Case name & citation: Hollis v Vabu Pty Ltd  HCA 44; (2001) 181 ALR 263; (2001) 207 CLR 21
The concerned court: High Court of Australia
Decided on: 09 August 2001
The bench of judges: Gleeson CJ, Gaudron, McHugh, Gummow, Kirby, Hayne & Callinan JJ
Area of law: Employment status under labour law
What is the case about?
Hollis v Vabu (2001) is a famous Australian case on employment law. The nature of the employee-employer relationship was the primary focus of this case. The issue was whether the claimant was an employee or an independent contractor. Given below are the case details.
Facts of the case (Hollis v Vabu)
Vabu conducted business under the name of ‘Crisis Couriers’ and it had 20 to 30 bicycle and motorcycle couriers. In December of 1994, a pedestrian, Mr. Hollis was on his way out of a building where he had just picked up a parcel. After stepping onto the footpath, he was injured as a result of being knocked down by a cyclist who was wearing a jacket marked with the Crisis Couriers logo.
Mr. Hollis thus brought a claim against the company for damages. He claimed that the courier was working for the company and acting as its employee and agent when he was riding the bicycle.
Was the courier an employee? If yes, was Vabu vicariously liable?
Judgment of the Court in Hollis v Vabu
When determining the true nature of a relationship of employment in the past, control was the only factor that was taken into account. However, the High Court ruled that the totality of the relationship between the parties must be taken into account. This includes factors such as remuneration (including whether there are invoices, whether the contractor is registered for GST, and whether tax is being withheld), who decides the hours that the contractor will work, who provides the equipment, and so on.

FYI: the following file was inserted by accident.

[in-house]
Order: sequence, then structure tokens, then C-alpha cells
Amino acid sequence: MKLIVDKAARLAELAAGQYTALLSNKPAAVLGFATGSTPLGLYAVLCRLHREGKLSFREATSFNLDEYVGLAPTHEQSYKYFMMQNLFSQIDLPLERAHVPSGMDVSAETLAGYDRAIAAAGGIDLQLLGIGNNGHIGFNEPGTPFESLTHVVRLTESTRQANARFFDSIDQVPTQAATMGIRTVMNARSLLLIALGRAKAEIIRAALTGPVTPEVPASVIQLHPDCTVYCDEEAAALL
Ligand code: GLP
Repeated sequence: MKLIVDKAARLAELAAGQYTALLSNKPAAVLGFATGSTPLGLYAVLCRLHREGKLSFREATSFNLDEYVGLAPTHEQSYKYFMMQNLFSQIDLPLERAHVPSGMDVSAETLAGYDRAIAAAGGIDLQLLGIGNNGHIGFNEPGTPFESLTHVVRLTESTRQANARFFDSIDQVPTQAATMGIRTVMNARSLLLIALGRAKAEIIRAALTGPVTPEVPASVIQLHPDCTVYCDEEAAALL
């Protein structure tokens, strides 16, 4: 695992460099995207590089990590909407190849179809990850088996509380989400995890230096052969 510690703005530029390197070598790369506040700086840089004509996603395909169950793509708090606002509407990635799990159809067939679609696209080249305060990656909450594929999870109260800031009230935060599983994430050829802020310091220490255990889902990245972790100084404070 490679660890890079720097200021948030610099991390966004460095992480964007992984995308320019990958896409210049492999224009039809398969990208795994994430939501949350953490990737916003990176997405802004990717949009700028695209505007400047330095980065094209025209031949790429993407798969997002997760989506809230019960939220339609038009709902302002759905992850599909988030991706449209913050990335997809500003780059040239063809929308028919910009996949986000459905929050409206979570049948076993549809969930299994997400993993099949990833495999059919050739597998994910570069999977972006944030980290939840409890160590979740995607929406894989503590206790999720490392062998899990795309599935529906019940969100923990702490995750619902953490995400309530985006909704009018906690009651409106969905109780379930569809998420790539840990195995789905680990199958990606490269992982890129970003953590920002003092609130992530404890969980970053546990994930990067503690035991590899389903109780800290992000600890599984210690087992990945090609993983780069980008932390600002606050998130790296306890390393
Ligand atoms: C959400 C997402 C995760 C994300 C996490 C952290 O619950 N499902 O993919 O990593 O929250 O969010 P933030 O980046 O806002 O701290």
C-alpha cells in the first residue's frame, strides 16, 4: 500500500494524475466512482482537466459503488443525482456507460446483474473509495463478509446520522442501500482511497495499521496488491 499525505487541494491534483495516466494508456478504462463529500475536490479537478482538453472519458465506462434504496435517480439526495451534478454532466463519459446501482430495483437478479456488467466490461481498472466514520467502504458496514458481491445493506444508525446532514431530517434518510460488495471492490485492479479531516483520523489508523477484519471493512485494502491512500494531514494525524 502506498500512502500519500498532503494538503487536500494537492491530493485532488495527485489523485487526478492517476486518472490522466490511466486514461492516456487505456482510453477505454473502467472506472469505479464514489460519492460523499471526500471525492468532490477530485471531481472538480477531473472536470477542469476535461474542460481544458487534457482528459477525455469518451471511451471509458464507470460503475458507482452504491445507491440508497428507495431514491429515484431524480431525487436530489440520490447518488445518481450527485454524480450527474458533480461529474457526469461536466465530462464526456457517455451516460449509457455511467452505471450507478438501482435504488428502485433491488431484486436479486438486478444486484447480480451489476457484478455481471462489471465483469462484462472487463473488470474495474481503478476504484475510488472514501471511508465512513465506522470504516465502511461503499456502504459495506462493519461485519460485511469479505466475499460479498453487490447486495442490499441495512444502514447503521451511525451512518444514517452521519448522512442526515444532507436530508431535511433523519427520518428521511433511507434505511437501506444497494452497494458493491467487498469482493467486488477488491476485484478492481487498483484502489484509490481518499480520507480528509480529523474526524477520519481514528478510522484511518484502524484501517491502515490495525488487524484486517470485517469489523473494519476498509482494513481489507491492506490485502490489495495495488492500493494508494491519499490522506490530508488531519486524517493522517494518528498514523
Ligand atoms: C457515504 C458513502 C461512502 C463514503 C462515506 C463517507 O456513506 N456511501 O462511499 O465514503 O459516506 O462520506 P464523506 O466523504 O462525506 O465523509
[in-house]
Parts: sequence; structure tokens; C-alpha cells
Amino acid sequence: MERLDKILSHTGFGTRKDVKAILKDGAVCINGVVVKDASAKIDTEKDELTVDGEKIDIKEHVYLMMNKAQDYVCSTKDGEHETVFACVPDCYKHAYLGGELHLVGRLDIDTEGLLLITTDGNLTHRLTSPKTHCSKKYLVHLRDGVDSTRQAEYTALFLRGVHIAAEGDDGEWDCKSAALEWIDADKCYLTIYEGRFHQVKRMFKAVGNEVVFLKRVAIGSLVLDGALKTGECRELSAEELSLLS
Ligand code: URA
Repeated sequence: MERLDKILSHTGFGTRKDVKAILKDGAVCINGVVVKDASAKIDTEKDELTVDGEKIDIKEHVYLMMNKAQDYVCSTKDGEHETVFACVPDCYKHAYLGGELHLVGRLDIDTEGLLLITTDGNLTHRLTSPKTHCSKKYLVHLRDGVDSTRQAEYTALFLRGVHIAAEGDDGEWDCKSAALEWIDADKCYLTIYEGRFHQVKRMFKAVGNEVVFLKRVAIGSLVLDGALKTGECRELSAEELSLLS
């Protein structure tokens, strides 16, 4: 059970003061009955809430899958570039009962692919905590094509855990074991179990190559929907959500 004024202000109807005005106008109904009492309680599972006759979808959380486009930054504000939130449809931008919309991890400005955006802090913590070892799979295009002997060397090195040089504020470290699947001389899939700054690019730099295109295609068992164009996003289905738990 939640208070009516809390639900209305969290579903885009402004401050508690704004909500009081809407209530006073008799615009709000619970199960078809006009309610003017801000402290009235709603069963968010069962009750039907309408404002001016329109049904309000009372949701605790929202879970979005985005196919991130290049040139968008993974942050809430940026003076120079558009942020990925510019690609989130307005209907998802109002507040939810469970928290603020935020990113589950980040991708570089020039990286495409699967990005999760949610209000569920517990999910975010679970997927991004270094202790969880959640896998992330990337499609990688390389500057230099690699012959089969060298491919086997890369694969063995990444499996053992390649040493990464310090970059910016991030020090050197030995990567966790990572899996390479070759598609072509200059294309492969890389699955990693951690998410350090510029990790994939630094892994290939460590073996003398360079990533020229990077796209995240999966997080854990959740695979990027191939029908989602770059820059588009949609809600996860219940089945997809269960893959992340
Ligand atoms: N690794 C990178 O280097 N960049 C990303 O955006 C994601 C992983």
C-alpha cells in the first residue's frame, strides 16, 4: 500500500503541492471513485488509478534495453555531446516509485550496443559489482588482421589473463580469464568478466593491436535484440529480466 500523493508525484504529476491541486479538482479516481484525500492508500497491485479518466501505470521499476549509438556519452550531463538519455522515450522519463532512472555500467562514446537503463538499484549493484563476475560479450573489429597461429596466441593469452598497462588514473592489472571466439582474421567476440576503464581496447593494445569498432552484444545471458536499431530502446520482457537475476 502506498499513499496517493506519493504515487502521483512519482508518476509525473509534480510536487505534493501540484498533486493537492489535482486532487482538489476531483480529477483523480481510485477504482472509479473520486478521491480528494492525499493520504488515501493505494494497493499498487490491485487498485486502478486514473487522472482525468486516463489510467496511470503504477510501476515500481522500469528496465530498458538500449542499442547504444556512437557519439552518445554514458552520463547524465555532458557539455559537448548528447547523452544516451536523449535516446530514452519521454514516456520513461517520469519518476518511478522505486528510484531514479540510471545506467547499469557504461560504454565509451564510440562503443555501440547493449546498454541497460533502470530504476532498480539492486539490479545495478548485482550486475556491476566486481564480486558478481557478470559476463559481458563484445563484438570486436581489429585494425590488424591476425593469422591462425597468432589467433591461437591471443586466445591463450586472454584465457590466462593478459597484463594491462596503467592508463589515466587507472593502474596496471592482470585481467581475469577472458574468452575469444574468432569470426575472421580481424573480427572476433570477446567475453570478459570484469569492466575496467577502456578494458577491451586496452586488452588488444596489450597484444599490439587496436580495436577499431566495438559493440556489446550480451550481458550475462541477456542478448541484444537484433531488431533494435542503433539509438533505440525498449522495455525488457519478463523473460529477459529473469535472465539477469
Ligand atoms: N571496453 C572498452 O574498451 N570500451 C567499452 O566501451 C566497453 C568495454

Ultimately, the High Court, by majority, decided that the bicycle courier was an employee of Vabu, and as a result, Vabu was found to be vicariously liable for the act of the courier who knocked down Mr. Hollis.
Factors considered in the decision
The judges of the High Court issued a joint judgment in which they applied the multi-facet test. In this test, they not only considered the contractual terms that were in place between Vabu and the couriers, but they also investigated “the system which was operated thereunder and the work practices imposed by Vabu.” This was done in order to determine the entirety of the relationship that existed between the two parties.
The following factors were taken into account:
- the courier was not operating an independent business of his own
- the courier did not provide skilled labour or labour that required special qualifications
- the couriers did not have much say in the manner in which their work was performed
- the courier company had significant actual control over the activities of the couriers
- as a method of identification, the company uniform was required to be worn by the couriers, and they were presented to the general public and people who used the courier service as emanations of the company
- the company supplied the uniforms and radios that the couriers used to communicate with the company
- the company supervised the finances of the couriers, making deductions for unsubstantiated charges and for insurance, and fining the couriers when they caused damage to company property or failed to return it
- there was no room for the couriers to negotiate the rate of their remuneration
- the company decided when and how often couriers could take leave, and leave was not available during certain times of the year that were particularly busy, such as Christmas and Easter
The joint judgment presented the view that it couldn’t be said that the couriers were independent contractors simply because they owned their own bikes, bore the expense of running them, and supplied many of their own accessories. There was nothing contrary to the relationship of employment. This was even more so because the capital outlay was relatively small and because bicycles are not tools that are inherently capable of being used only for the courier/delivery work, but rather offer a means of personal transportation as well as a means of recreation outside of working hours.
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